But in this day and age, Myanmar has a unique opportunity to leapfrog towards financial inclusion. Senior Microfinance Specialist Eric Duflos from the Consultative Group to Assist the Poor (CGAP) commented on the necessary steps to enable Myanmar to bring financial services to its largely unbanked population within a short period of time. In his blog post he points out that the extremely low starting point could turn into an advantage at the attempt to bring millions of unbanked into the formal financial system.
In the past few months our team has been busy collecting primary data from three different ASEAN cities: Jakarta, Manila, and Hanoi. Between April 9 and April 14 2012 the Asian Trends Monitoring team conducted a survey among Manila’s poor. We collected a total of 352 responses from nine different locations in Manila with the help of 14 researchers from the University of the Philippines, Diliman. This blog post is inspired by face to face interviews and some exploratory data analysis of the Manila data set.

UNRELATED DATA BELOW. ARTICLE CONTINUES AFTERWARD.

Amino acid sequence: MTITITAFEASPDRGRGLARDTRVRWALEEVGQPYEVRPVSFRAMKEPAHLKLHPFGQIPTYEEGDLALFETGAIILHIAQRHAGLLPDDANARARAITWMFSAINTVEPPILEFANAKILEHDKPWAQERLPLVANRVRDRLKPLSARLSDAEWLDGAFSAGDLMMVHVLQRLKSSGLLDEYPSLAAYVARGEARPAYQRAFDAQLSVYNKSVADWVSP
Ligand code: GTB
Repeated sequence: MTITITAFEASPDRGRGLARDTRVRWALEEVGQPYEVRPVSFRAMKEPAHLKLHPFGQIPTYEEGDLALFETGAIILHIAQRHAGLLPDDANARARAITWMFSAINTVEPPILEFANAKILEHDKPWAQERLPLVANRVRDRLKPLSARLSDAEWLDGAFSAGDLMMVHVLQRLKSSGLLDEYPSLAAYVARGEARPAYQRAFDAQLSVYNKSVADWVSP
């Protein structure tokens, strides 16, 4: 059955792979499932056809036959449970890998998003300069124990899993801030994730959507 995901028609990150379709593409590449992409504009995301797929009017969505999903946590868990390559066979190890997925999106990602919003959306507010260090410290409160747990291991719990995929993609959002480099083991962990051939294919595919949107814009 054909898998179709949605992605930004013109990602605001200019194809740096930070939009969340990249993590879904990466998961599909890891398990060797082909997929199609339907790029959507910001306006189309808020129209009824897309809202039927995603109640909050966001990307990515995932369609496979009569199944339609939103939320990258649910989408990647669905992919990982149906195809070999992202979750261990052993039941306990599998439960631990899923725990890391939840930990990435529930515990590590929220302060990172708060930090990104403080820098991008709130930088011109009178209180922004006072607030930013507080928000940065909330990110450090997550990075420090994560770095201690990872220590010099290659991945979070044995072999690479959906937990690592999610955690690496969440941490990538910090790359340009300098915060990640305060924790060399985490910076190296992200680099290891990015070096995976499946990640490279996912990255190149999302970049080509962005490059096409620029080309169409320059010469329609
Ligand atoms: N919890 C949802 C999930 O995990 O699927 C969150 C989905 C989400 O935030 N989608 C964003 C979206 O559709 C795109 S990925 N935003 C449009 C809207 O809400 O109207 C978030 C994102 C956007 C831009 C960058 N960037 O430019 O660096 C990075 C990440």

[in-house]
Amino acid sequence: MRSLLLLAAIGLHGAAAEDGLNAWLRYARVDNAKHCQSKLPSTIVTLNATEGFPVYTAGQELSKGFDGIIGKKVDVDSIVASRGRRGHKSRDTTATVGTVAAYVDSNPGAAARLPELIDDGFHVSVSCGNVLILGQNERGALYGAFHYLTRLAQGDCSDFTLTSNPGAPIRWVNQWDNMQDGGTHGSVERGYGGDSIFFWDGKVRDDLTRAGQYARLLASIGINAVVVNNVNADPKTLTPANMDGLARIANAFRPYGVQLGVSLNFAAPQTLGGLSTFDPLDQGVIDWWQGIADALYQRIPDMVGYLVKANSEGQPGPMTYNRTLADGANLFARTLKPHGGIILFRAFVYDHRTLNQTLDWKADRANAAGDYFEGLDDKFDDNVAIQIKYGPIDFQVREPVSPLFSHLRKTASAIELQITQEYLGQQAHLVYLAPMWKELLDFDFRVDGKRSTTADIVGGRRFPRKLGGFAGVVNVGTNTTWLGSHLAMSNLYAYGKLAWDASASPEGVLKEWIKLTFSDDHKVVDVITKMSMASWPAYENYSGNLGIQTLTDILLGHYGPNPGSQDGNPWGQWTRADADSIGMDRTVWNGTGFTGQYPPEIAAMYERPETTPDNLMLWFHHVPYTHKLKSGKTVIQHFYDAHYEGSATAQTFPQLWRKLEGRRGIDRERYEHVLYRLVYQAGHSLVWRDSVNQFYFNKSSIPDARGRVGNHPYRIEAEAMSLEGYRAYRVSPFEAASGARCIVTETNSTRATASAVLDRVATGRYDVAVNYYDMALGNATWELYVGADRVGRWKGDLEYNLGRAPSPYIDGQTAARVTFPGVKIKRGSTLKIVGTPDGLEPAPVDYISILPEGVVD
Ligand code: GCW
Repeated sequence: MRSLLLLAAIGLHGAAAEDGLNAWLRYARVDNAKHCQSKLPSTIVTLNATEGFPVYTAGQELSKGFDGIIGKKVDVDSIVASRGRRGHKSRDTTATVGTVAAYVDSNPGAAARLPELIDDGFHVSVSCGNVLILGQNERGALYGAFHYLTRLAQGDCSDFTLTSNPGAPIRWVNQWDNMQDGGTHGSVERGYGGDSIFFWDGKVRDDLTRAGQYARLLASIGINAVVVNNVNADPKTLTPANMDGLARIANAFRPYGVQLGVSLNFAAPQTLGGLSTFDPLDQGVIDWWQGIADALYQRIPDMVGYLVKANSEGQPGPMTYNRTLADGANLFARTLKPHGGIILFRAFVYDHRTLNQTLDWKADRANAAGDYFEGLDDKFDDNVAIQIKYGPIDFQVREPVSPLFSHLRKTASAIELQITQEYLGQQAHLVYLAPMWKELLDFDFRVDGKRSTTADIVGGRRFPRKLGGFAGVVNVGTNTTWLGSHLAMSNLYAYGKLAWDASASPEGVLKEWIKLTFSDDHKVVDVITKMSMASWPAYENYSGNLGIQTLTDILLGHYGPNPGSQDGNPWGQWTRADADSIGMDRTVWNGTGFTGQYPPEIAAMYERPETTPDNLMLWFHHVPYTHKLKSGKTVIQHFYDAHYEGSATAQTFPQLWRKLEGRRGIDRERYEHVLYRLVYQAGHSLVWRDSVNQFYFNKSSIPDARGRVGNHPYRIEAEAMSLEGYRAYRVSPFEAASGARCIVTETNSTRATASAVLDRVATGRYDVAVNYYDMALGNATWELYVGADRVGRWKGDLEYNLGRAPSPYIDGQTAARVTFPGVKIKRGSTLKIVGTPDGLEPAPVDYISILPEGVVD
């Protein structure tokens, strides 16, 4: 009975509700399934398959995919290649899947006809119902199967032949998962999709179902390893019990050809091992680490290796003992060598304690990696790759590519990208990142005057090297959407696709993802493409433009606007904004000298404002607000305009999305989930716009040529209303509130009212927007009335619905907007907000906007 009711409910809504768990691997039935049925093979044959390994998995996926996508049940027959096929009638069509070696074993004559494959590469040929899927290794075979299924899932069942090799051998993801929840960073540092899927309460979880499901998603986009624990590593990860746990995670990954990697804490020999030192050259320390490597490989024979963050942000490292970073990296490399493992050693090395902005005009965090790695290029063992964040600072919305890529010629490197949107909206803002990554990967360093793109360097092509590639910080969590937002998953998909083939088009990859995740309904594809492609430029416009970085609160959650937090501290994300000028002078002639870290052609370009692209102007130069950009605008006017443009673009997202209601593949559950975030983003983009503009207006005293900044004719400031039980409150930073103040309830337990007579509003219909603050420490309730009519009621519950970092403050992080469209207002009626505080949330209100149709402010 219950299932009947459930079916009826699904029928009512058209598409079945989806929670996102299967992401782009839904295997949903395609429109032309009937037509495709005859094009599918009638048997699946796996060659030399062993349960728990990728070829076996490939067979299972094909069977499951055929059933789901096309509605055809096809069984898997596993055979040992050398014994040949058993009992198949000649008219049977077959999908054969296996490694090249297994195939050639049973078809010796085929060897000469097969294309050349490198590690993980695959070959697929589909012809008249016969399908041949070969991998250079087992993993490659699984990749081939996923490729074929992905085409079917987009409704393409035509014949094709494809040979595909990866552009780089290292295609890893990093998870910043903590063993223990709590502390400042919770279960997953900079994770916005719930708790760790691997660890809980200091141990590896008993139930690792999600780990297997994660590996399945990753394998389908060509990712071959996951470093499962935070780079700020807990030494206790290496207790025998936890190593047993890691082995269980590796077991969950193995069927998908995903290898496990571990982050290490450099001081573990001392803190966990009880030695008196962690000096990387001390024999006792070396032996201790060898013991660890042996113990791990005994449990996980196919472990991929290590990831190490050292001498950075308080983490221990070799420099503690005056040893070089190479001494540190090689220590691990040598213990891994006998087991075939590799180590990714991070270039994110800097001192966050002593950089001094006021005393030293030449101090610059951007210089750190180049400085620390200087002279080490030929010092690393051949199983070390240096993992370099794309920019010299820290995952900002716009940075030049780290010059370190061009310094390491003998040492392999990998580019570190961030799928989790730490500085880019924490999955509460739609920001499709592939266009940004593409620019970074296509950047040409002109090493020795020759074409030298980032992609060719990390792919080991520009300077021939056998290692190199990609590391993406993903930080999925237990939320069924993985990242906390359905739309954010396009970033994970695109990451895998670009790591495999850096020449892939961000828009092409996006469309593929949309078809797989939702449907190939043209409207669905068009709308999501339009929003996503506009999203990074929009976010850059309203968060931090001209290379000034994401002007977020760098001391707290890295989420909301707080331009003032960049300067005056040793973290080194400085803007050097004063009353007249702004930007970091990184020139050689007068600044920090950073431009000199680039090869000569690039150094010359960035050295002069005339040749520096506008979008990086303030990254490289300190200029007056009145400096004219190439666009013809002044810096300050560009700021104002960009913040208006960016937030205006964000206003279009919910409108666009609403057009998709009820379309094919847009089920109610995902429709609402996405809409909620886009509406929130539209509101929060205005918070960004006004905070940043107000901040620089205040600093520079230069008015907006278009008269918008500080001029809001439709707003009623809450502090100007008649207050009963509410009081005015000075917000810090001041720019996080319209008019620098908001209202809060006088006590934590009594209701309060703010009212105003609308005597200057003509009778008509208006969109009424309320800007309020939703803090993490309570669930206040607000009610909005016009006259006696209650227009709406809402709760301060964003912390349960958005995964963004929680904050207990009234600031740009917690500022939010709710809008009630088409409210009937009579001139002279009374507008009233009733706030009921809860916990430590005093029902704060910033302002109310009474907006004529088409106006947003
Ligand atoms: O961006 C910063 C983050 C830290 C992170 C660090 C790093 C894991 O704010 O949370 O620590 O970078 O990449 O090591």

Filipino communities stand out through their extraordinary community spirit, social events, and close family ties. Helping out family members and neighbours is part of the culture in the Philippines. Therefore, it is not surprising that 55% of our respondents say that their primary source for loans are relatives and friends. However, a close relationship comes with personal accountability and thus family is not always an option. The other commonly used loan service are informal money lenders, the so called “Bumbai”. Since the informal lending business in Manila is dominated by Turban-wearing Indians who drive by on their motorcycle on a daily basis, locals have given them the nickname “Bumbai” (a mix of the old Bombay, which is now officially Mumbai). Even though we asked around a lot, no one could tell us for sure when the man on the motorcycle would make his round. Attempts to find out where the Bumbai lived were (of course!) futile.